As the federal government launches a public consultation on laws governing assisted suicide, opponents are calling any move to expand the practice proof of the slippery slope they have long predicted.
Ottawa announced the consultation process on Jan. 13 as it amends the Criminal Code to permit greater access to assisted suicide. The amendments are in response to a Quebec court decision last September that struck down parts of the existing law as unconstitutional.
“What are we going to allow?” said Alex Schadenberg, executive director of the Euthanasia Prevention Coalition.
He said his organization is worried that minors and people with mental disabilities will eventually become eligible for a medically-induced death, as happened in other jurisdictions in the world which have legally-sanctioned suicide.
The public consultations, primarily conducted through an online survey, will last just 14 days, ending Jan. 27. The rush is a response to a Quebec ruling that stated that Ottawa’s criteria of death being reasonably foreseeable and Quebec’s “end-of-life” requirement for so-called Medical Assistance in Dying (MAiD) were too restrictive and therefore unconstitutional.
“The court’s ruling will come into effect on March 11, 2020, unless an extension is granted by the court. While this ruling only applies in the province of Quebec, the Government of Canada has accepted the ruling and has committed to changing the MAiD law for the whole country,” said a justice ministry statement.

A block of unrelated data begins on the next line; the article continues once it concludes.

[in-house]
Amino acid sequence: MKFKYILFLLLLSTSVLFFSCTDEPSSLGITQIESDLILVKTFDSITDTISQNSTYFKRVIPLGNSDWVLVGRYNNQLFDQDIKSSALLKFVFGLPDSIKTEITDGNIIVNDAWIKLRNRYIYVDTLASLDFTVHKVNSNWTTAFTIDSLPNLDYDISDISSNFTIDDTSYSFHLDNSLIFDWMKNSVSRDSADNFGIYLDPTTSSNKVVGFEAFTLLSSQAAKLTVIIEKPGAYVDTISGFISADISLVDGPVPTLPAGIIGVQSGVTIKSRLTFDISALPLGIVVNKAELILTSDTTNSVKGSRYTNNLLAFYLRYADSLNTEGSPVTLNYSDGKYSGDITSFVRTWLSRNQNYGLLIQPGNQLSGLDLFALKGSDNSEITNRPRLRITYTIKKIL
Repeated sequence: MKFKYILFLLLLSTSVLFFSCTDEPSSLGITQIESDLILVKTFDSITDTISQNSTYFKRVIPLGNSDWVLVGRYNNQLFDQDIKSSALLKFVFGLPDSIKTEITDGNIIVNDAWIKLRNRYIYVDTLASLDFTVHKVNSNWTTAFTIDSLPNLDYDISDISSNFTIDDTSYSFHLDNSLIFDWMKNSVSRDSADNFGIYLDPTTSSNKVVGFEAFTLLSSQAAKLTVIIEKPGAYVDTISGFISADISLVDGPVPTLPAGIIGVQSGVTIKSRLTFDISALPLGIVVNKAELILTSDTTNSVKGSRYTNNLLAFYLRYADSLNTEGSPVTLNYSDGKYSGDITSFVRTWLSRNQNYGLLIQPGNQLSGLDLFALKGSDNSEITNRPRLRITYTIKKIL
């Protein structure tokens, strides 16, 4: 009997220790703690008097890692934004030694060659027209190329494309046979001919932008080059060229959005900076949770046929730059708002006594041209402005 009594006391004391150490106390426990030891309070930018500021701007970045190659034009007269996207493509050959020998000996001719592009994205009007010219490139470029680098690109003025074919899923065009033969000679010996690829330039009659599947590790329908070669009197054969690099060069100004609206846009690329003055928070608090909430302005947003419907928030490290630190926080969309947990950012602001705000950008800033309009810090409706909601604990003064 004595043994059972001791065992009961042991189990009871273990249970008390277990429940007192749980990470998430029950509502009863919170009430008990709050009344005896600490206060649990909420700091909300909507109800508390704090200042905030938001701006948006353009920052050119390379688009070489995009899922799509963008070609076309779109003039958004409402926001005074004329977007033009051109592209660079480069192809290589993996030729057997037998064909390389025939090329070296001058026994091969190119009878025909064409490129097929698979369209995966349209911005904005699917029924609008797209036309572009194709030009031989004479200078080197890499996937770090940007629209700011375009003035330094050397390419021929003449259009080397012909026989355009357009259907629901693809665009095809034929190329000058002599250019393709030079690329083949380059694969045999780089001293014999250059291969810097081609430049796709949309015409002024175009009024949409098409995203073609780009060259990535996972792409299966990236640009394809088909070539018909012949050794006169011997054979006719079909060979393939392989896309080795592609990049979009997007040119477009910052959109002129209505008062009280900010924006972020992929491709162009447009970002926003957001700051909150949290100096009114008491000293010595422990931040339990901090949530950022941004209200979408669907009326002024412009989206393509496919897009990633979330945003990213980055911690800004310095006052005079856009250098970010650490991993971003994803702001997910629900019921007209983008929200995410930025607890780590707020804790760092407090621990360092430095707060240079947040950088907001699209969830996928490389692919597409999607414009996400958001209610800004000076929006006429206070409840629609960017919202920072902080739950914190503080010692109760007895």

While Canada rewrites the law that was passed in 2016, opponents of medical suicide continue to argue that more resources are needed for palliative and hospice care so that people have the option of receiving compassionate care until their natural death.
Schadenberg points out that palliative and hospice care are being entangled in the assisted suicide debate when they are, in fact, entirely separate. He pointed out that the Canadian Hospice Palliative Care Association (CHPCA) and the Canadian Association of Palliative Care Physicians (CAPCP) issued a joint statement stating categorically that medically assisted suicide is not an “extension of palliative care” but a violation of hospice and palliative medical goals of care.
When the federal government passed its assisted-suicide law in 2016, it promised a larger review of the regulations after five years, primarily focusing on what the government called three complex issues: requests for death from mature minors, advance requests from people who might lack the capacity to consent at a later time and requests concerning people with mental illness.
“Updating Canada’s MAiD law will expand eligibility for MAiD beyond people who are nearing the end of life, and could possibly result in other changes once the review is complete,” said the justice ministry.